The Beauty Industry is Starting to Embrace Acne
And you should, too.
Anyone who’s suffered from acne knows what a pain the skin condition can be. Whether its a problematic zit or a face full of painful, cystic acne, pimples of any kind are not only annoying to deal with, but they’re also a big blow to a person’s confidence and ego (hence why there’s a $3 billion treatment industry behind it).
But recently, there’s been a shift in the conversation surrounding acne — rather than covering up, hiding or Photoshopping pesky pimples, celebrities, influencers and even fashion designers are embracing the red dots and putting them on full display. This change first began back in 2014, with the rise of the “acne cream selfie,” in which celebs like Ashley Benson, Lorde and Mindy Kaling posted photos of themselves wearing spot treatments on their pimples.
The trend was positively received, with the celebs receiving praise for combating the idea of perfectionism they were typically known for. We even wrote a story about it!
Then, a couple of years later, Malaysian designer Moto Guo made waves for sending models down his runway with faces full of acne. Dubbed “nerdy grooming” by WWD, the bold statement was viewed as problematic by many, especially since pimples were sensationalized as a “new trend” by many media outlets worldwide, with several playing into stereotypes surrounding people with acne, such as the condition being caused by not washing your face and of course, being seen as something only “nerdy” teens have.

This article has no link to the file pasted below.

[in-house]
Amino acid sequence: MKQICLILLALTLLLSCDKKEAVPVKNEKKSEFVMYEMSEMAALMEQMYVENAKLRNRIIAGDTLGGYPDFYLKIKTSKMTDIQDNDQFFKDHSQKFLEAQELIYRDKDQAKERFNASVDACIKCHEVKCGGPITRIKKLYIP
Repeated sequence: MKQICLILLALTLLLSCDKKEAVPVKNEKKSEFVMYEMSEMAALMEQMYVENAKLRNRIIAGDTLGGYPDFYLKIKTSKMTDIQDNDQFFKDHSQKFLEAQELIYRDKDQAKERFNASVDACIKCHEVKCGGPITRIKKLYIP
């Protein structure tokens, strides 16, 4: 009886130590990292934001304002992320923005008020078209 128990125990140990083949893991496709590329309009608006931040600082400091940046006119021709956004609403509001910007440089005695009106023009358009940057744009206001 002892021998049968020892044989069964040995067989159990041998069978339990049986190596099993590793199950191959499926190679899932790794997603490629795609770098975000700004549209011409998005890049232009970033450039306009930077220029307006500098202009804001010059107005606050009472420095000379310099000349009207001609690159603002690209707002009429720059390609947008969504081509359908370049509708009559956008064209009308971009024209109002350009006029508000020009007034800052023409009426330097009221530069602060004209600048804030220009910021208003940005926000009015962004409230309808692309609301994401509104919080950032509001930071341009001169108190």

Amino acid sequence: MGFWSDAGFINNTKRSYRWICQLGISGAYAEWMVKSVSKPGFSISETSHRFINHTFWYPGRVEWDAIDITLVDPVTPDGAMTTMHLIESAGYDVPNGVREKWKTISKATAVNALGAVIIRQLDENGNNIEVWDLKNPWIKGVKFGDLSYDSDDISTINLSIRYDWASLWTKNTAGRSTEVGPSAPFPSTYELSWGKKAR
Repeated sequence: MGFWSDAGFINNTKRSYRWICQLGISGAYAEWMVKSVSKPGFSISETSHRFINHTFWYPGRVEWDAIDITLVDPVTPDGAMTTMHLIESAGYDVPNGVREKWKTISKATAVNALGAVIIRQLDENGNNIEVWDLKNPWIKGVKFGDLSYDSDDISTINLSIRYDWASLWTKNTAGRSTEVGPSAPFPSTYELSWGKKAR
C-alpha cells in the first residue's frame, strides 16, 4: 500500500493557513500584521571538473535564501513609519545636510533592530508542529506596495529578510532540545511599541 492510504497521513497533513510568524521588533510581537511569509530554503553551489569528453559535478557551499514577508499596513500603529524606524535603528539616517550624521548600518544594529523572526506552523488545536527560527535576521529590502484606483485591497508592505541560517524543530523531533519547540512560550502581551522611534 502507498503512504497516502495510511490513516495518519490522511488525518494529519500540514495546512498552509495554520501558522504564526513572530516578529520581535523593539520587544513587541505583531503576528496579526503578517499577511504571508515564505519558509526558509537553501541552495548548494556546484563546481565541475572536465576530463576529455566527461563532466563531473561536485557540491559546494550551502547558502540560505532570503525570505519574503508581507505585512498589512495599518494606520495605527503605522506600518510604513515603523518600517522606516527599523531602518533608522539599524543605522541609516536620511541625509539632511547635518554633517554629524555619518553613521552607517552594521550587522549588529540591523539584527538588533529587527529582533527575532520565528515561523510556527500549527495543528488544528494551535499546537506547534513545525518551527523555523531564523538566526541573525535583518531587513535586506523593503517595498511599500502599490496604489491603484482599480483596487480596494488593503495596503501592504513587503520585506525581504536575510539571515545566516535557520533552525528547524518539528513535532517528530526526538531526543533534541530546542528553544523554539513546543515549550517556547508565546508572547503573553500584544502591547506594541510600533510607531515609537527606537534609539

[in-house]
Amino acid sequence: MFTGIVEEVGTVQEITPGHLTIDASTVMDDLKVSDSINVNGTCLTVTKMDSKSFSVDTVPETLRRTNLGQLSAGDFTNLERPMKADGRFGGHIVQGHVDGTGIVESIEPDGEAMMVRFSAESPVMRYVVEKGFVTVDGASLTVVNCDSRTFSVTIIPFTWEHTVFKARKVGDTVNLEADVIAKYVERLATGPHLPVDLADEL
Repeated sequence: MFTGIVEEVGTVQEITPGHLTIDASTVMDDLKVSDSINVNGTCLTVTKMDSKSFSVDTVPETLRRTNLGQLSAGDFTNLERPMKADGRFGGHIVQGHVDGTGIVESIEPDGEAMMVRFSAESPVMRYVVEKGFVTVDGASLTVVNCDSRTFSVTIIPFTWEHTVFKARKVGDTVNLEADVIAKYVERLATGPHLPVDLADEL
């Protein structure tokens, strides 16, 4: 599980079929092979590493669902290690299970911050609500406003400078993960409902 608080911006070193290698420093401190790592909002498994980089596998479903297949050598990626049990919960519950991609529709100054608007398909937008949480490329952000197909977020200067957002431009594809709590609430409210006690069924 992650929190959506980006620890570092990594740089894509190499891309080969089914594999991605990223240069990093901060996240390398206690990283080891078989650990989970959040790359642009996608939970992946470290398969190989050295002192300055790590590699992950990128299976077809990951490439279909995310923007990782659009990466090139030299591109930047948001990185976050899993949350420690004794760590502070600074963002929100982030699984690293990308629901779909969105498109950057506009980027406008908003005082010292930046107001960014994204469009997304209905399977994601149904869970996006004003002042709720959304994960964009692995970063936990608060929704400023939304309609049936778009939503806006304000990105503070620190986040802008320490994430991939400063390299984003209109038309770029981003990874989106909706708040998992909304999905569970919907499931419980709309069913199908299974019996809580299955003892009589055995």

The major concern seemed to be around whether or not the pimples were real or fake, with some people believing the perhaps-faux red bumps were a sort of appropriation of the skin condition (Esquire‘s Jonathan Evans described it as a “calculated PR stunt designed to capitalize on the reaction to a fake version of a real condition that affects around 50 million Americans”). However, others saw it as yet another positive push to to accept imperfections, especially for someone struggling with acne who is used to seeing airbrushed, flawless faces in the media and magazines.
Flash forward to 2017 and acne acceptance is only getting stronger. In March, model Starlie Smith (a.k.a. Lucky Blue Smith’s sister) was applauded for sharing a makeup-free selfie in which her blemishes were visible.
“WHO CARES IF YOU HAVE ACNE YOU ARE BEAUTIFUL (A love note to myself & others struggling,” she captioned the selfie, adding the hashtag #honest.
Acne appreciation on Instagram can also be found on French illustrator Izumi Tutti’s feed, in which she turns her acne into beautiful constellations using blue eyeliner. Photographer Jamie Rose pursued a similar concept in the past, launching the Constellation Project on Tumblr to promote acne positivity.
While body positivity and diversity have been hot topics of sorts in the fashion and beauty industry, the focus has mainly been on size, abilities and skin colour, so it’s refreshing to see acceptance of various other aspects — including skin conditions such as acne, eczema, vitiligo and more. And considering how prevalent and easily accessible Photoshopping apps and even plastic surgery treatments have become, it’s more important than ever that we embrace all aspects of what make us human — flaws and all.
As i-D notes, “If we’re going to prove that the current body positivity movement is more than just skin deep, we need to extend our embrace of our skin — in all its variousness — beyond the catwalk and social media. Pimples are a natural part of being human, it’s time we let them shine.”